1. Boeing should concentrate on the economic sweet spot of the future, a 33 row x 6 =198 seat aircraft. By the time the MAX 8 needs replaced it will be too small and 200 seats will be the mode. Probably a 44m CFRP wing which will require airports to restructure for the future.

  2. Right, Boeing needs a new small airplane . I have been expecting the first of a new Boeing family for 2025– at about 200-250 passengers, maybe 2 aisles.

    What could make Boeing’s life very difficult would be an Airbus 240 passenger A321 SR neo 2 for say 2024 initial service, production ramped up by 2026 — with a new more efficient/ smaller/ lighter composite wing, new smaller higher bypass ratio engines, 2200 -2500 nm short range and a weight reduction program– e.g., lighter landing gear etc. — for great seat mile costs serving hundreds of high density city pairs worldwide. A nice complement to the A320 neo product line.

    • The graph makes the case that 80% of aircraft only need 1000nm range. Does the graph show that engines and structure are oversized? With the quest for efficiency in winglets and tailcones, I’m surprised there isn’t a percentage point to be gained in building a light optimized 1500nm range aircraft, instead of the heavy 3000nm MAX and NEO, where there appears to be no shading on the graph.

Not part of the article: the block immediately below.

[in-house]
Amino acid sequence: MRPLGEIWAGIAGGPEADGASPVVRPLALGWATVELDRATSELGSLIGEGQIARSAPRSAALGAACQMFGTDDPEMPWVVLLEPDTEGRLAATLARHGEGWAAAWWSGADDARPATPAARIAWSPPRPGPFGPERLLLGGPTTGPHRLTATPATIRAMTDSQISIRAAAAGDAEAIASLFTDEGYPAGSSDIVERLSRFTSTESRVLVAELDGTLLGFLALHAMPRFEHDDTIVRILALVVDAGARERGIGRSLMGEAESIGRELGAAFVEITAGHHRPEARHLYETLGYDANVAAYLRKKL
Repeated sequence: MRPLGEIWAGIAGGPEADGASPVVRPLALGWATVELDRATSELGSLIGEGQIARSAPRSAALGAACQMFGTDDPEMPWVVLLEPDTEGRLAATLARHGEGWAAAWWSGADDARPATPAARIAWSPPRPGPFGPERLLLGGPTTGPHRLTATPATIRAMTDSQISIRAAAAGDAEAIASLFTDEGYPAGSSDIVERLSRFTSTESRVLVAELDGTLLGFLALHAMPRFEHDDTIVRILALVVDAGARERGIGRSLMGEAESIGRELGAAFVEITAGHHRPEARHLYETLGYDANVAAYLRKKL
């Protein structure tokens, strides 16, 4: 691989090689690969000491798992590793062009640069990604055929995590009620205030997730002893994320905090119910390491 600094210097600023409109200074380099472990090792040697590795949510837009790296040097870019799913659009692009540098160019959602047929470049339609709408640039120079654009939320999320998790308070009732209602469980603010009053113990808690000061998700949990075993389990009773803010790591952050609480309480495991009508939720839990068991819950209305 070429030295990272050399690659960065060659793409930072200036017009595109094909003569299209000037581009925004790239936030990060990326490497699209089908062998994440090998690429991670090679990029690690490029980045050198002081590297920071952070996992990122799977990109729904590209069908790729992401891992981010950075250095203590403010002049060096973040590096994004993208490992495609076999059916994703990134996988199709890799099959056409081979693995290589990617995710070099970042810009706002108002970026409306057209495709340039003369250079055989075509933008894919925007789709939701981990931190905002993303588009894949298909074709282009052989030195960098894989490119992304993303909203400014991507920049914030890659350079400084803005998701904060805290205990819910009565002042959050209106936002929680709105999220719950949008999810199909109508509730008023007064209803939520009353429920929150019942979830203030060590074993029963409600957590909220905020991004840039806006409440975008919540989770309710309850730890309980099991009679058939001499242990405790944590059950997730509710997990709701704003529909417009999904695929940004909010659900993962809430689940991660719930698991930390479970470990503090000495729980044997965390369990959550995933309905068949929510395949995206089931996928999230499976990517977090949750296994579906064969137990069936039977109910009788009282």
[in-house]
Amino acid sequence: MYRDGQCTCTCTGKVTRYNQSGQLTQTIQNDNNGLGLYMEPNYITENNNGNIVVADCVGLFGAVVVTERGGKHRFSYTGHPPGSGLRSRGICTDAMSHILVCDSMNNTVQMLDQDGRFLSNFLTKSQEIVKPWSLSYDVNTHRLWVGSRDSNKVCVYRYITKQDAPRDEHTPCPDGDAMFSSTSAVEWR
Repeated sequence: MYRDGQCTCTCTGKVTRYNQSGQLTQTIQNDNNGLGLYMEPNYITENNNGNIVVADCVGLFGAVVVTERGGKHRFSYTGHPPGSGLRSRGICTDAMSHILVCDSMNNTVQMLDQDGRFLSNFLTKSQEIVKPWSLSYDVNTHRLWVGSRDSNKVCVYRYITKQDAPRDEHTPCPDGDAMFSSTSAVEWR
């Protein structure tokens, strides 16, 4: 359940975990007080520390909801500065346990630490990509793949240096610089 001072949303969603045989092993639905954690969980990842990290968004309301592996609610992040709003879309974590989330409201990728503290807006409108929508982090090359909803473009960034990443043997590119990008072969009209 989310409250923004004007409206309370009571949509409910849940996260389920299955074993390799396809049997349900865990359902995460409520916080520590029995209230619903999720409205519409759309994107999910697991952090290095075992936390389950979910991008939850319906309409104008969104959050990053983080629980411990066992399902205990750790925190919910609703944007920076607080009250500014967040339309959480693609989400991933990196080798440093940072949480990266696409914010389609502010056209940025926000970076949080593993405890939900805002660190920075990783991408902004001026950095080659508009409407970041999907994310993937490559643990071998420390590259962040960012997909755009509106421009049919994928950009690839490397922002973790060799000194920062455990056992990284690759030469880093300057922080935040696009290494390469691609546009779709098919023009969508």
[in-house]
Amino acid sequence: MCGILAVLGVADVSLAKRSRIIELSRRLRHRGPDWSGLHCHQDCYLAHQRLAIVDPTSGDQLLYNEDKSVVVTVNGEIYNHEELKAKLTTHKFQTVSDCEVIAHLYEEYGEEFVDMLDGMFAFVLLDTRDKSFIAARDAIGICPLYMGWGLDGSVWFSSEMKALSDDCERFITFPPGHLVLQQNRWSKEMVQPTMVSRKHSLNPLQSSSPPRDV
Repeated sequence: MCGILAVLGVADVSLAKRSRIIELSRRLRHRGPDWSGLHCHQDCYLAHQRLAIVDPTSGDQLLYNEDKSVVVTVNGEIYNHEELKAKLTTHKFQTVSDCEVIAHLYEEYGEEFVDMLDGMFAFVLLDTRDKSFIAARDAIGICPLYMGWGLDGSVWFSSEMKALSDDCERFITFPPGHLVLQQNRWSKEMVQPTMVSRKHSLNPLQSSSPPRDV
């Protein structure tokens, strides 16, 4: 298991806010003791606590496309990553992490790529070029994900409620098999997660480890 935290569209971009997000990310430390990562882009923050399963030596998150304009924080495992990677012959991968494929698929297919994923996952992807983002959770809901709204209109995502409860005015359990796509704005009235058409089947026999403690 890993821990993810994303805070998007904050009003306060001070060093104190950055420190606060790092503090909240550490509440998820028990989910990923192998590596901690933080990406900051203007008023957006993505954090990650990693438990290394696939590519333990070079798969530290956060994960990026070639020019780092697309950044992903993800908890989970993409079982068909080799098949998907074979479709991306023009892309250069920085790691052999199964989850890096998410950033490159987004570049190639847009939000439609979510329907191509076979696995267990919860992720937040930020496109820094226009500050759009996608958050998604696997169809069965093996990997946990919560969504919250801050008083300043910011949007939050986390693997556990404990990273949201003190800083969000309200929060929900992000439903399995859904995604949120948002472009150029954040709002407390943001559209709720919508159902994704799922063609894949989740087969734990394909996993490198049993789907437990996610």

• I think this is an excellent case of selective use of data to reinforce a pre-estabilished position. The whole presentation: <>. One thing to note – listen to his parting words: … “Is there a market for a very large, short range aircraft”.
      If we look at the same presentation at the 2011 slide (not 2008) with both single and twin aisles (I don’t know how to load it so perhaps some help here) you see a couple things:
      1) There is a steady trend where the median pax count is rising over time, and from 2008 it has risen from something like 145 pax to 180 pax in 2011(based on YouTube and a straightedge). This directly follows the trends Scott has pointed out where the shift is to the larger (A321, B787-800/900).
      2) The somewhat normal distribution across shorter range SA an TA is right around 200 pax. However there is a big gap right at 200 pax that shows up as those planes (A300, 757, 767) have been retiring. The data isn’t truly an independant variable – the chart can only show pax counts where airplanes actually exist.
      There is a clear market between 180-300 pax with ranges less than 2500 miles, perhaps not as big as 125-175, but more than big enough for a good program, especially if there isn’t a direct competitor. So do you want to be one of several players in a big market or the sole player in a medium sized market? A plane optimized for shorter flights needs less cruise speed optimization and better performance in climb and descent at speeds closer to 250 Knots than .85 mach.